The R language (and open-source software) is the de facto standard among statisticians for the development of statistical software, and is widely used for statistical software development and data analysis. R is a modern implementation of S, one of several statistical programming languages designed at Bell Laboratories.
R is much more than a programming language. It’s an interactive environment for performing statistics. R offers a wide variety of statistical (linear and nonlinear modelling, classical statistical tests, time-series analysis, classification, clustering, …) and graphical techniques, and is highly extensible. The ability to download and install R packages is a key factor which makes R an excellent language to learn. Packages are the fundamental units of reproducible R code. They include reusable R functions, the documentation that describes how to use them, and sample data. The CRAN package repository hosts over 10,000 packages, and Bioconductor hosts nearly 1,300 packages.
R is available as Free Software under the terms of the Free Software Foundation’s GNU General Public License in source code form.
We have published a series covering the best open source programming books for other popular languages. Read them here.
By William N Venables, David M Smith, and the R Core Team (105 pages)
This tutorial manual provides a comprehensive introduction to R, a software package for statistical computing and graphics.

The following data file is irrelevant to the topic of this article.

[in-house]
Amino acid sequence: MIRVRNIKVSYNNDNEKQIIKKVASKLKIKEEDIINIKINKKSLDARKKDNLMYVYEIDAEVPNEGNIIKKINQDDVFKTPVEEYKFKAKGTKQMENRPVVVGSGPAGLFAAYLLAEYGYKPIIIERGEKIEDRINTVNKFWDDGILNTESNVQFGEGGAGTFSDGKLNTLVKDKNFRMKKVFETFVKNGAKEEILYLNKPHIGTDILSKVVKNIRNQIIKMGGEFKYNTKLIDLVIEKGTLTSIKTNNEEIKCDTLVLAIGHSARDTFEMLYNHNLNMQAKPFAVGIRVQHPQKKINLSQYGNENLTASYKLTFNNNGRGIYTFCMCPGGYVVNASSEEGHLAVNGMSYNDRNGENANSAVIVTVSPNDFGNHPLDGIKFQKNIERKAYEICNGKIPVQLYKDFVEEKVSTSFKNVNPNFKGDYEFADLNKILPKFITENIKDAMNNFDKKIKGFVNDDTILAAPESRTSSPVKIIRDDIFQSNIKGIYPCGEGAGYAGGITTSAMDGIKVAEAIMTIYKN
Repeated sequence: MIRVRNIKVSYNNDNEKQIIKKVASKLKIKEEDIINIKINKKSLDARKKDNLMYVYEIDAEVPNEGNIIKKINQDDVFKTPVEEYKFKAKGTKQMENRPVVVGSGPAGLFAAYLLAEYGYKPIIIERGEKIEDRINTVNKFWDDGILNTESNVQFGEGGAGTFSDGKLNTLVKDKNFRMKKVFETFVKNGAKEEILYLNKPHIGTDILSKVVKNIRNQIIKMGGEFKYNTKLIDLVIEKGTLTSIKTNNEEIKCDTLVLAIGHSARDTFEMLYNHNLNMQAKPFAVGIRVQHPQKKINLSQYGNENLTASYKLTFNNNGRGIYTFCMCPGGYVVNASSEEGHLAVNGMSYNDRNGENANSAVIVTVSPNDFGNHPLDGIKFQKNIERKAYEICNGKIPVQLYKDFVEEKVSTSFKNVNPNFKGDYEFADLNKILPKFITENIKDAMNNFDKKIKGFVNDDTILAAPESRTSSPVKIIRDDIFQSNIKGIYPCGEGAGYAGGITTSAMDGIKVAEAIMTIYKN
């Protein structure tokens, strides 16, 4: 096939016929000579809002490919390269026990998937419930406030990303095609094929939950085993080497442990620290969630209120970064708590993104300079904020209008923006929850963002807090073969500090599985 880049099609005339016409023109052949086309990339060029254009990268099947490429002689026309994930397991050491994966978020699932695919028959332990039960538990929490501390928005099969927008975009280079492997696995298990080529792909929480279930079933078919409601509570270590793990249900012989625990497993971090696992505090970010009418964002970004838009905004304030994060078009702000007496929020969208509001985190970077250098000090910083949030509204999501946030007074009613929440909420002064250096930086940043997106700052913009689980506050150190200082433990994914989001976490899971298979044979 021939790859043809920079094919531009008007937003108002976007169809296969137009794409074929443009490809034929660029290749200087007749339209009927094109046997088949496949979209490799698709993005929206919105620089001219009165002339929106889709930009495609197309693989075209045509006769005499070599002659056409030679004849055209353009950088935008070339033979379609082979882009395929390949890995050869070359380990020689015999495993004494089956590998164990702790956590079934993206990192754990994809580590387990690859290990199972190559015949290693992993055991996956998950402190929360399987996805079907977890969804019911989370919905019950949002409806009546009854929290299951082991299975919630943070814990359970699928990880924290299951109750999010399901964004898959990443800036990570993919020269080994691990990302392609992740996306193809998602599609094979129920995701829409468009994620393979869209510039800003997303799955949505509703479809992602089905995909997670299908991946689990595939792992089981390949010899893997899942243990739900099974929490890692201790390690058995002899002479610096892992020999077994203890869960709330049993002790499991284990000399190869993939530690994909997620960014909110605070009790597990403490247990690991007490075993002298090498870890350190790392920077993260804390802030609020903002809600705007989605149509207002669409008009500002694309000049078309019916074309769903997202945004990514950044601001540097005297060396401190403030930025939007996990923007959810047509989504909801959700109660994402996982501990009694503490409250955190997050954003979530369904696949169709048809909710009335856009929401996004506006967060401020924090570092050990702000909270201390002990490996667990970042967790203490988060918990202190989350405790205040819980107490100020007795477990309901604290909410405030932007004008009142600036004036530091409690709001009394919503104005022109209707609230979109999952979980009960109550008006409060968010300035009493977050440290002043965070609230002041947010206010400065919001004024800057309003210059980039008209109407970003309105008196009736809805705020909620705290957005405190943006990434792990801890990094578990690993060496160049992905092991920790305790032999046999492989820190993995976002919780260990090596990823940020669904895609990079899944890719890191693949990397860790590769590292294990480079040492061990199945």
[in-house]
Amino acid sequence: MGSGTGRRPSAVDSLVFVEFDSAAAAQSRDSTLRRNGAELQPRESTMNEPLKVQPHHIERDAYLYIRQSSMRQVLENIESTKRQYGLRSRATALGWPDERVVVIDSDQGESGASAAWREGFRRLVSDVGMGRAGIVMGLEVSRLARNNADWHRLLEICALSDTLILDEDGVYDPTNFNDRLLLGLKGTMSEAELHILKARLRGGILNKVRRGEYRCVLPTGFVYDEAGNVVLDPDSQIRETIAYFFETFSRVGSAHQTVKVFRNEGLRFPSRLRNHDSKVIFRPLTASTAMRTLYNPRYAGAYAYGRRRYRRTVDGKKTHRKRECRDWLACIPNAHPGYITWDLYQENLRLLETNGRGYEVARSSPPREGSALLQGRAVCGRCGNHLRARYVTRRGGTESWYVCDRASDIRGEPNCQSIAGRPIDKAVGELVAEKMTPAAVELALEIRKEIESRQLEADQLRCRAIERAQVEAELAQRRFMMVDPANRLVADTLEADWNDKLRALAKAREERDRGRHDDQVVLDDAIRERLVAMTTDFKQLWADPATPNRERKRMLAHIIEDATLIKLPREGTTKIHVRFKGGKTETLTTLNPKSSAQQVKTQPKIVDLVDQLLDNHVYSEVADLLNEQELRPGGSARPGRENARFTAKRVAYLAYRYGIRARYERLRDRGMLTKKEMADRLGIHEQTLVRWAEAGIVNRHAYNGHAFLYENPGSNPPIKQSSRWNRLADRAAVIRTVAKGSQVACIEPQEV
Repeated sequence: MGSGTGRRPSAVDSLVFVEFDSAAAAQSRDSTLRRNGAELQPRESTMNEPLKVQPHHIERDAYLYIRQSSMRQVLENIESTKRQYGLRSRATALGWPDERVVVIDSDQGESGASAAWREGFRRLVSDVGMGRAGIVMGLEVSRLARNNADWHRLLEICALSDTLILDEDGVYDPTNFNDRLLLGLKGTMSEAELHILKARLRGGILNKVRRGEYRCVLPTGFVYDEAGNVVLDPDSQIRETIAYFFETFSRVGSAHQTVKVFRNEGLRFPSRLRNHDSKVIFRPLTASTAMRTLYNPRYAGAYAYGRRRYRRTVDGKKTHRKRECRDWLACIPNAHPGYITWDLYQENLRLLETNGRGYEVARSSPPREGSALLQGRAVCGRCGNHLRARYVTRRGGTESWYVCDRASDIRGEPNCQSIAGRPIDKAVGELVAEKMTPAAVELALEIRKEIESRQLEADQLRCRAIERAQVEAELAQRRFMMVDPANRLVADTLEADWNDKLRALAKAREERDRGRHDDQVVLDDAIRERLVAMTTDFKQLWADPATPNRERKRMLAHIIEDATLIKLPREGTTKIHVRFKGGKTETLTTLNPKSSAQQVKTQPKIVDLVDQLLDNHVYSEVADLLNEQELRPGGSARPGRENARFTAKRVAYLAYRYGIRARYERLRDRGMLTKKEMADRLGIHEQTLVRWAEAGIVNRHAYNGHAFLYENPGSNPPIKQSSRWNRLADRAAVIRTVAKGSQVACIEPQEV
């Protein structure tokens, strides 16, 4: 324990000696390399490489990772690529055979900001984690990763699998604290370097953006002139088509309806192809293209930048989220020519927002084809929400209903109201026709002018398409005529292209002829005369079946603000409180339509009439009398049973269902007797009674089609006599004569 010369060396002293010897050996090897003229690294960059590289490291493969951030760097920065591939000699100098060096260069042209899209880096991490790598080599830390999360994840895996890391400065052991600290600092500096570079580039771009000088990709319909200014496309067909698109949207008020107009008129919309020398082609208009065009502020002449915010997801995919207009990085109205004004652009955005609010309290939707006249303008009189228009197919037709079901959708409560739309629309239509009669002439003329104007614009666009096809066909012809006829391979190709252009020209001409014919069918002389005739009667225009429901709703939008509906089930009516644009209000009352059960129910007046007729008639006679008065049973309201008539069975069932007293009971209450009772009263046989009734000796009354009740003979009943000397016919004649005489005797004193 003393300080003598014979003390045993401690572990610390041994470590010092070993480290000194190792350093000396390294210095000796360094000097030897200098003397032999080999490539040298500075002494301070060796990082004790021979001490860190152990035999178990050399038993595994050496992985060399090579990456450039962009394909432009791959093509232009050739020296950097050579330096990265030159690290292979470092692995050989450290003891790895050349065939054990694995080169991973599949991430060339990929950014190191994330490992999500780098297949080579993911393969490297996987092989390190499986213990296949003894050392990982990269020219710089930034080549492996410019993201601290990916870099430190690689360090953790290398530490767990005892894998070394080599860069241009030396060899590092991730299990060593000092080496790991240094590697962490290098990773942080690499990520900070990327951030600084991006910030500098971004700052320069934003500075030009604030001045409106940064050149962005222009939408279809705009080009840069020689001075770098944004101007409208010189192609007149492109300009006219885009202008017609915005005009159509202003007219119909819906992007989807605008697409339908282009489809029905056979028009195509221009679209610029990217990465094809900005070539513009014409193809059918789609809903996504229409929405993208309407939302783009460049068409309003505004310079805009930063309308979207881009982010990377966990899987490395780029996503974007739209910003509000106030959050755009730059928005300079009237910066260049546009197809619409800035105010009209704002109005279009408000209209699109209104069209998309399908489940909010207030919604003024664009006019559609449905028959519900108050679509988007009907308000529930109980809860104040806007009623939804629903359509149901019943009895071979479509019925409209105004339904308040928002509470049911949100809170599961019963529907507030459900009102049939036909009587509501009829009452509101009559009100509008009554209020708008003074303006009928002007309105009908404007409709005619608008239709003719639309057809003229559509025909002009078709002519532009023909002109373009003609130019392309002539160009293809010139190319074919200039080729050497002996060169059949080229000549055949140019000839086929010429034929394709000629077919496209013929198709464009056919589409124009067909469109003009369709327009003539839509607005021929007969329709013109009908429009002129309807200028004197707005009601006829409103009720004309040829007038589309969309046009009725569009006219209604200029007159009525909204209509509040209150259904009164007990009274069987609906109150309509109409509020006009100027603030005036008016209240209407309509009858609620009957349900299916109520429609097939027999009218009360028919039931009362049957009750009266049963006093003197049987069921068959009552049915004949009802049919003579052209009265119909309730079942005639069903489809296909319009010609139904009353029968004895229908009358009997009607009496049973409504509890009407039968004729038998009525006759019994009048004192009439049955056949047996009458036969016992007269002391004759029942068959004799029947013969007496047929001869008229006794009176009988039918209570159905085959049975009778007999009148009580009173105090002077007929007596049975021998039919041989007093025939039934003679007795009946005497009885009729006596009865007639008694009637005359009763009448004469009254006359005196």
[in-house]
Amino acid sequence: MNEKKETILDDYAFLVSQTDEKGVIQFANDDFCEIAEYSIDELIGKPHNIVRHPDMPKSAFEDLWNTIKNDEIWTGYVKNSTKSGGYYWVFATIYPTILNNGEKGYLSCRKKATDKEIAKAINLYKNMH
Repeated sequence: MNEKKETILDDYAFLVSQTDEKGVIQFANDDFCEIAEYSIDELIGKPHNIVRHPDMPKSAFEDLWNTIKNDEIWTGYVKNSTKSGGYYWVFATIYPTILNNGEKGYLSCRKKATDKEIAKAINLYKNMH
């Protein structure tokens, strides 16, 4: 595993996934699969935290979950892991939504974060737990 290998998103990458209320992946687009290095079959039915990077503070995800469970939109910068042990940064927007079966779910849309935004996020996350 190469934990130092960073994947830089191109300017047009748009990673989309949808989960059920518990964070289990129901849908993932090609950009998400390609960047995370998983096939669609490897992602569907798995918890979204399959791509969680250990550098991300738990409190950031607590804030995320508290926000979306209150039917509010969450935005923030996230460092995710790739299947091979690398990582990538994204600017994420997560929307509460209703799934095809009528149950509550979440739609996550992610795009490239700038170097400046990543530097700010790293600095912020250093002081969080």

R supports a wide range of statistical techniques and is easily extensible via user-defined functions. One of R’s strengths is the ease with which publication-quality plots can be produced in a wide variety of formats.
The manual is released under an open source license.
An Introduction to R is one of the R Manuals. Visit the Comprehensive R Archive Network to read the others.
By Hadley Wickham and Garrett Grolemund (522 pages)
R for Data Science teaches you how to do data science with R. It introduces the reader to R, RStudio, and the tidyverse, a collection of R packages designed to work together to make data science fast, fluent, and fun. Suitable for readers with no previous programming experience, R for Data Science is designed to get you doing data science as quickly as possible.
Learn how to:
This book is licensed under the Creative Commons Attribution-NonCommercial-NoDerivs 3.0 United States License.
By Julia Silge and David Robinson (HTML)
This book serves as an introduction to text mining using the tidytext package and other tidy tools in R. The authors of this book developed the tidytext package.
The functions provided by the tidytext package are relatively simple; what is important are the possible applications. This book provides compelling examples of real text mining problems. The chapters cover: